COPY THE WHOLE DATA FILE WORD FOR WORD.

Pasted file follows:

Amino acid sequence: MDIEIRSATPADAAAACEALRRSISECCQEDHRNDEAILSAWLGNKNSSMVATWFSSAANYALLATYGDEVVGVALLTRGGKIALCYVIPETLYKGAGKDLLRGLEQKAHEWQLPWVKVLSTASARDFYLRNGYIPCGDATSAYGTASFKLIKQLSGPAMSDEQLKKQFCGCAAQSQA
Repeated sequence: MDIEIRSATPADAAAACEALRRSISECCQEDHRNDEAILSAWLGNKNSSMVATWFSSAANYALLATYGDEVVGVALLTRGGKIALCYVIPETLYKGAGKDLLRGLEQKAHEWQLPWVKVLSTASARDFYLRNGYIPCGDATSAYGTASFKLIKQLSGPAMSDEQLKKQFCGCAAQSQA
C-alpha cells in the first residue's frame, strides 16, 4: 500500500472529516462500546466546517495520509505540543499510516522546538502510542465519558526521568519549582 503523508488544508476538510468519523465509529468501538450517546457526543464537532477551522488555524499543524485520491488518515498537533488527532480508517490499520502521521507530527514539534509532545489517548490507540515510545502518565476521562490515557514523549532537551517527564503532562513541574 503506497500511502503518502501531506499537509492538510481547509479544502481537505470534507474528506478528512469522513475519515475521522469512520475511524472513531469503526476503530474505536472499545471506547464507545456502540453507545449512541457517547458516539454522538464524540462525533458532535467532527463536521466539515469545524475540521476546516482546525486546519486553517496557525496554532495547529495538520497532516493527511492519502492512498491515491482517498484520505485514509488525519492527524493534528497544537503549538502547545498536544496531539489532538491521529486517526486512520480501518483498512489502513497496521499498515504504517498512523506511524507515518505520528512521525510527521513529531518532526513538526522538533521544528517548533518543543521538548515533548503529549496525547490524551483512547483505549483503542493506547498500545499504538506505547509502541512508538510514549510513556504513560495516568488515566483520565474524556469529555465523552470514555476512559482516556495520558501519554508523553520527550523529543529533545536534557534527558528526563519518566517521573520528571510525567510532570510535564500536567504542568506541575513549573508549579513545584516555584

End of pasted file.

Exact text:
Amino acid sequence: MDIEIRSATPADAAAACEALRRSISECCQEDHRNDEAILSAWLGNKNSSMVATWFSSAANYALLATYGDEVVGVALLTRGGKIALCYVIPETLYKGAGKDLLRGLEQKAHEWQLPWVKVLSTASARDFYLRNGYIPCGDATSAYGTASFKLIKQLSGPAMSDEQLKKQFCGCAAQSQA
Repeated sequence: MDIEIRSATPADAAAACEALRRSISECCQEDHRNDEAILSAWLGNKNSSMVATWFSSAANYALLATYGDEVVGVALLTRGGKIALCYVIPETLYKGAGKDLLRGLEQKAHEWQLPWVKVLSTASARDFYLRNGYIPCGDATSAYGTASFKLIKQLSGPAMSDEQLKKQFCGCAAQSQA
C-alpha cells in the first residue's frame, strides 16, 4: 500500500472529516462500546466546517495520509505540543499510516522546538502510542465519558526521568519549582 503523508488544508476538510468519523465509529468501538450517546457526543464537532477551522488555524499543524485520491488518515498537533488527532480508517490499520502521521507530527514539534509532545489517548490507540515510545502518565476521562490515557514523549532537551517527564503532562513541574 503506497500511502503518502501531506499537509492538510481547509479544502481537505470534507474528506478528512469522513475519515475521522469512520475511524472513531469503526476503530474505536472499545471506547464507545456502540453507545449512541457517547458516539454522538464524540462525533458532535467532527463536521466539515469545524475540521476546516482546525486546519486553517496557525496554532495547529495538520497532516493527511492519502492512498491515491482517498484520505485514509488525519492527524493534528497544537503549538502547545498536544496531539489532538491521529486517526486512520480501518483498512489502513497496521499498515504504517498512523506511524507515518505520528512521525510527521513529531518532526513538526522538533521544528517548533518543543521538548515533548503529549496525547490524551483512547483505549483503542493506547498500545499504538506505547509502541512508538510514549510513556504513560495516568488515566483520565474524556469529555465523552470514555476512559482516556495520558501519554508523553520527550523529543529533545536534557534527558528526563519518566517521573520528571510525567510532570510535564500536567504542568506541575513549573508549579513545584516555584